Met with Doctor Yasser Mikhail today for my annual checkup. I was a little disappointed that I couldn't convince him to reduce my dosage or eliminate some of my medications. After my initial consultation with my cardiologist Dr. Shaym Bhakta, he wrote this to my then primary care physician Dr. Anil Patel.
"I agree with the medical therapy that you are doing. I would continue aspirin indefinitely in him. I would recommend that his beta blocker be continued primarily for blood pressure control. Given that William's blood pressure is well controlled and he is currently asymptomatic, I would recommend against up titrating his beta blocker to avoid causing side effects.
I would recommend treating his hypercholesterolemia to an LDL of less than 70. I would recommend increasing his astorvastatin as needed to achieve the goal LDL"
Since my current LDL level (54) has dropped well below the target of 70, I felt that at minimum we would start weening me off the statins. I am convinced that my rising HDL (good) and dropping LDL (bad) is mostly the result of my lifestyle changes where the good doctor is of the opinion that it is the result of the medical (drug) therepy.
If my own research is correct that statins can lower cholestorol levels 30% over a 5 year period then my potential would be to reach a level of 110. My LDL levels have dropped from 157 to 54 (66%) in only 28 months.
Of note in my latest blood work.
TSH levels have almost doubled since July. TSH is a indicator of thyroid function.
Also taking a big jump is my AST levels an indicator of liver function. One of the potential side effects of statins is damage to the liver. Generally the alarm isn't sounded unless AST levels rise to 3 times the upper limit. It is also common for AST levels to be unusually high for distance runners, especially after intense workouts. Since I had a very intense interval workout immediately prior to having my blood drawn, I'm not going to be too alarmed over the higher AST levels.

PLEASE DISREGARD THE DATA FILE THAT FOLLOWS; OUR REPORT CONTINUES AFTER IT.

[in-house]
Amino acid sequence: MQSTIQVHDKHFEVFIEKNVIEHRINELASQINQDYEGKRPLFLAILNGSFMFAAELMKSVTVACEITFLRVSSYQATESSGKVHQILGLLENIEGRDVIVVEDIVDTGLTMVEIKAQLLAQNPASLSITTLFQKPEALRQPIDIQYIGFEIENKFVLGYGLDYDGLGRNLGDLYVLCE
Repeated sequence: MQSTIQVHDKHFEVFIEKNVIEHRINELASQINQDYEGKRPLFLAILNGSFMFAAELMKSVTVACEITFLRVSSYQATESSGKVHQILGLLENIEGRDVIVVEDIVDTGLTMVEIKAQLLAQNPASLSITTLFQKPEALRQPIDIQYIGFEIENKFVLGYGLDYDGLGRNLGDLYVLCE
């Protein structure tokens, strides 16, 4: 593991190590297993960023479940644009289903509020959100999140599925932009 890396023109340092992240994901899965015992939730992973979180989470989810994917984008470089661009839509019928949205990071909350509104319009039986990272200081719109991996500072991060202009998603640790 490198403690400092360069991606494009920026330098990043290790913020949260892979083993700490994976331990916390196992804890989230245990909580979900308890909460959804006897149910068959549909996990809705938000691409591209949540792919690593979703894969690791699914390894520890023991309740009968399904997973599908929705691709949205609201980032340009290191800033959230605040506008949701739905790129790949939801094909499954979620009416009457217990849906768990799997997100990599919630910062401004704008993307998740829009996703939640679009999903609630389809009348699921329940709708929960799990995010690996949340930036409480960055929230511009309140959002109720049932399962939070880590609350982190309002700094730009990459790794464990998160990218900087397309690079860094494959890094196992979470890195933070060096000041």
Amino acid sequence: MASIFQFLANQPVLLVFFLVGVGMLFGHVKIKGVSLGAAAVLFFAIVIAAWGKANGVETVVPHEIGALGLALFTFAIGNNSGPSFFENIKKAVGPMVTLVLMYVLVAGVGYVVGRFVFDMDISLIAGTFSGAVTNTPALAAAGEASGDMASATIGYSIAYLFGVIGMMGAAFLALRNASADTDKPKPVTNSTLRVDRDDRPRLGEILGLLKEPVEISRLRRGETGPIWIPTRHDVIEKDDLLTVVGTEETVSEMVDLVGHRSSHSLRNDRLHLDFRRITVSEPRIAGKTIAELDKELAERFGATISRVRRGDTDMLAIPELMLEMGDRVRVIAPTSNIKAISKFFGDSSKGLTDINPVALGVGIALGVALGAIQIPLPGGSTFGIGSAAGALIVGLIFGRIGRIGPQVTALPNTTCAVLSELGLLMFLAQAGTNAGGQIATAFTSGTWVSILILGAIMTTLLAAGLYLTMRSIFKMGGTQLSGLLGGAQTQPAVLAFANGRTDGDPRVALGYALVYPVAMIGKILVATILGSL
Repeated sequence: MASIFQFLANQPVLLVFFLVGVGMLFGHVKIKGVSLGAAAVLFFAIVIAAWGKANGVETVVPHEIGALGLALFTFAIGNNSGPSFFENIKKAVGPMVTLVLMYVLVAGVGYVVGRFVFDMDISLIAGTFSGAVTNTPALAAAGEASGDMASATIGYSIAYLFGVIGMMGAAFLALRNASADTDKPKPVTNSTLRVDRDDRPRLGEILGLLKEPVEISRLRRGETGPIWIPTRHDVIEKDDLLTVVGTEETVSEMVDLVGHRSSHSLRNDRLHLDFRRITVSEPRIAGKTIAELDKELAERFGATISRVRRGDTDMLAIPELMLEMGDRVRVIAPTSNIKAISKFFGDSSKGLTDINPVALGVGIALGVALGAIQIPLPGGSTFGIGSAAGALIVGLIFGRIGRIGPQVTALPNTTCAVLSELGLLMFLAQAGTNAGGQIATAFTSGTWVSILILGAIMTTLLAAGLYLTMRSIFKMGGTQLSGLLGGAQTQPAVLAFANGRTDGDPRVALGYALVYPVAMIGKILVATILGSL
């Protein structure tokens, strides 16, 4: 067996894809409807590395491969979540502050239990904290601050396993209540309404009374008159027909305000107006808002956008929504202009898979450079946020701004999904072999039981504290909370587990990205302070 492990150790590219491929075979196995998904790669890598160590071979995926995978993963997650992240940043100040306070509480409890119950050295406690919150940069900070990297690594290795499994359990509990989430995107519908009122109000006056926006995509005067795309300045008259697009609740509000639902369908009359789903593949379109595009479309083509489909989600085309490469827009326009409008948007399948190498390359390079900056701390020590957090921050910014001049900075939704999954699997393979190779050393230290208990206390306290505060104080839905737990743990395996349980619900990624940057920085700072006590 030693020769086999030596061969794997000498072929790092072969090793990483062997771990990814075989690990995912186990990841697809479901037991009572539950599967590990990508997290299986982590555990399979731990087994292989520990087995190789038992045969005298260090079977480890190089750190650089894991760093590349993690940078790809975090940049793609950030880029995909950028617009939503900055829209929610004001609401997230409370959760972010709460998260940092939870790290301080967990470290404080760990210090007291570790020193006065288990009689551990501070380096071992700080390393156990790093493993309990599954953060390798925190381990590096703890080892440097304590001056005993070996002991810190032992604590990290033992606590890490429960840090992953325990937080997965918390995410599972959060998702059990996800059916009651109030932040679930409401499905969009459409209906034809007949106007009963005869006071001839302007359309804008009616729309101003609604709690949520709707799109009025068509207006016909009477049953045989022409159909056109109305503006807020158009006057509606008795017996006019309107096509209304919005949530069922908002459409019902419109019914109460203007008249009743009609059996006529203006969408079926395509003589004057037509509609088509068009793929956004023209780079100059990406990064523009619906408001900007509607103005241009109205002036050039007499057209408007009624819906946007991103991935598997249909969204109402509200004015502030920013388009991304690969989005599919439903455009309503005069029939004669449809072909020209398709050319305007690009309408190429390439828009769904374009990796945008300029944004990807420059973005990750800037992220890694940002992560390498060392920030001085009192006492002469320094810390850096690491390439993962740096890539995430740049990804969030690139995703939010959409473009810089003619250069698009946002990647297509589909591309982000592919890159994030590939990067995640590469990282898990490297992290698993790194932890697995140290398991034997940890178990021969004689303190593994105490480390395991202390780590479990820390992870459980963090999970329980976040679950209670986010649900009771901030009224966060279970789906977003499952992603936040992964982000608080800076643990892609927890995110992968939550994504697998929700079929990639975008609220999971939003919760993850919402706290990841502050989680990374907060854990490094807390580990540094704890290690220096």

Here's an excerpt from a Running Times article addressing high AST levels
AST and ALT are enzymes that are evaluated by many of the multiple blood
panels commonly ordered by physicians. Although they are considered to
be “liver tests”, these enzymes are produced by a number of tissues,
including muscle. A hard workout or long run will commonly increase the
level of a number of blood tests, sometimes to very significant levels. I
recommend that runners do not have routine blood tests performed within a few days of a hard workout or race. This can prevent a lot of unnecessary worrying.
The complete article can be read here.
Sadly, my cardiologist that I liked so much, left for a new position and I need a new one who supports my choice of treatment plan. I called Dr. Esselstyn's office for a recommendation and he called back to refer me to Dr. Curtis Rimmerman at the Cleveland Clinic. I have an appointment to see him on January 2nd.